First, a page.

The Best Layperson Book on Quantum Physics
 By Conrad Barski on 091119
Publisher's Summary
A physicist speeds across space, time, and everything in between showing that our elegant universe from the Higgs boson to antimatter to the most massive group of galaxies is shaped by hidden symmetries that have driven all our recent discoveries about the universe and all the ones to come. Why is the sky dark at night? Is it possible to build a shrinkray gun? If there is antimatter, can there be antipeople? Why are past, present, and future our only options? Are time and space like a butterfly's wings? No one but Dave Goldberg, the coolest nerd physicist on the planet, could give a hyperdrive tour of the universe like this one. Not only does he answer the questions your stoner friends came up with in college, but he also reveals the most profound discoveries of physics with infectious, Carl Saganlike enthusiasm and accessibility.
Goldberg's narrative is populated with giants from the history of physics, and the biggest turns out to be an unsung genius and Nazi holocaust escapee named Emmy Noether the other Einstein. She was unrecognized, even unpaid, throughout most of her career simply because she was a woman. Nevertheless, her theorem relating conservation laws to symmetries is widely regarded to be as important as Einstein's notion of the speed of light. Einstein himself said she was the most significant creative mathematical genius thus far produced since the higher education of women began. Symmetry is the unsung great idea behind all the big physics of the last 100 years and what lies ahead. In this book, Goldberg makes mindbending science not just comprehensible but gripping. Fasten your seat belt.
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 serine
 033116
Very relatable
If you are fan of ELI5, explain it to me like I'm five, on reddit, you will love this book. Dave Goldberg provides a tour of the universe that is a mashup of Cracked.com, a classroom lecture with the professor who wants to be your best friend, and a serious physics book.
Goldberg focuses on the most fundamental symmetries in the universe (e.g. spin of a particle) and explains how the breaking of symmetry gives rise to everything we have ever or will ever see. You will not feel bogged down by memorizing particles in this book. His focus is more on spin and how spin (and a negative sign) are the reason you are alive. I loved this approach to viewing the universe.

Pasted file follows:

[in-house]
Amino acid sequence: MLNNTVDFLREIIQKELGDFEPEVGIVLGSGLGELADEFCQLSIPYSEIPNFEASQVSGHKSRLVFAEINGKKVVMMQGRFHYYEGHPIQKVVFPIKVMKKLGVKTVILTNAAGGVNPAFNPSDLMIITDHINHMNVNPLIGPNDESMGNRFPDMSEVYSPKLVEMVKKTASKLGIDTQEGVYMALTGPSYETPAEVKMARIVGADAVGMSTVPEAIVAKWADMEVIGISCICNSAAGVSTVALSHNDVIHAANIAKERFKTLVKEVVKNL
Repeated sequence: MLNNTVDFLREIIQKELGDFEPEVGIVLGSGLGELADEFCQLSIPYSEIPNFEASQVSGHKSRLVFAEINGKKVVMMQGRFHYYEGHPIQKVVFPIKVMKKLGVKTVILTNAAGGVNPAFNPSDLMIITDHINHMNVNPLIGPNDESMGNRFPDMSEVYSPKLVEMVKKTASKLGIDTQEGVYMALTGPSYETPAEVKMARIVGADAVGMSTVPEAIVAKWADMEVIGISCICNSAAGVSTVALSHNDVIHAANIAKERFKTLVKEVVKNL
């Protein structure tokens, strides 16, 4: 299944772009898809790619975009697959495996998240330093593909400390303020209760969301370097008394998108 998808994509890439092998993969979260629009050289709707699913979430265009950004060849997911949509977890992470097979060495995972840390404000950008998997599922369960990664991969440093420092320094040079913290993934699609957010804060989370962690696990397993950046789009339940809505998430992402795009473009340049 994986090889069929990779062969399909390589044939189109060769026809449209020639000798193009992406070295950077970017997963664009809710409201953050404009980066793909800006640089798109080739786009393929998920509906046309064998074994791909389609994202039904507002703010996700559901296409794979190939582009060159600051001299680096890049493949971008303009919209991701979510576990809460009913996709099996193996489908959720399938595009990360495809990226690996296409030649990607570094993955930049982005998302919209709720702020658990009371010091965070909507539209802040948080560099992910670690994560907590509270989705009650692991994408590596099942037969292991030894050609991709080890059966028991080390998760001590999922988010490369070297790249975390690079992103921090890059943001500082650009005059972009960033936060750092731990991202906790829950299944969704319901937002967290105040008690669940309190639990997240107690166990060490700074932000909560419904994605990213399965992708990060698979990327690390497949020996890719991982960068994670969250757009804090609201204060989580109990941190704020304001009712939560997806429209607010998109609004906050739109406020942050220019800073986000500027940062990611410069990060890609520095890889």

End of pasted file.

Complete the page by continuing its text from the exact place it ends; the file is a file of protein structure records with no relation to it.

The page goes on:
His explanation of the Pauli exclusion principle and Hawking radiation were fabulous. He also spends quite a bit of time trying to understand how the universe went from a state of low entropy to high entropy. He states flat out that it is, 'just because it is," but then went on to examine it quite a few times in, what I found to be, satisfying ways.
This book seems like a much quicker read than some other books of the same length. His, almost too cheesy, humor and writing style keep each concept relatable and zooming along. Before you know it, you will be at the end of the book and will have understood it all without rereading it.
At the very end he supposed that the journey from low entropy to high was how life began. I understand that it was beyond the scope of this book. But I would have very much loved it if he took a little bit more time to discuss that further. The work of Mike Russle, Nick Lane, and others working on origin of life research at the hydrothermal vents are changing how humans view the star of evolution (thermodynamic process occurring at vents that push molecules through rocky membranes), and I think physicists should be taking part in that discussion to help the paradigm shift occur more swiftly.
This book was really great.
3 people found this helpful

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 Michael
 083113
Good, but for whom?
This is a very light tone, very high level survey of a very wide range of symmetries in physics. This was a pleasant listen, but I did not learn a lot nor where there novel ideas that got me thinking, thus I ended up a bit disappointed. It was a nice for a very high level survey, but I am not sure what audience would appreciate this level of detail. It seems to me a lot of background in needed to understand a number of the symmetries but the book seems targeted at a pretty low level of knowledge. The author mentions the Twin Paradox and notes that the Twin Paradox is often misunderstood but then just drops it (why bring it up at all?). I wish he had explained how such a twin experiment would actually work, which has been misstated so many times, even scientists are confused about what really would happen. The narration was excellent with a wonderful light tone and a clear love of science that bubbled through. So, although there was a lot right and there is little wrong with this book, I did not quite find it worth the listen.
6 people found this helpful

Overall

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 S. Cannon
 032819
Spends too much time trying to be humorous
Unfortunately, the time that he should spend explaining physics is all too often spent in telling jokes that aren't funny.

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 Niktas T. Vlahopoulos
 040118
Rivetting<br />I found this book and perfor exceptional
singular and exceptional quality might be my favorite book so far in the audio library

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 Elizabeth Ramirez
 012118
Comprehensive and approachable
Besides the (really) bad physics nerd jokes, the book is very comprehensive, and proposes very interesting thought experiments.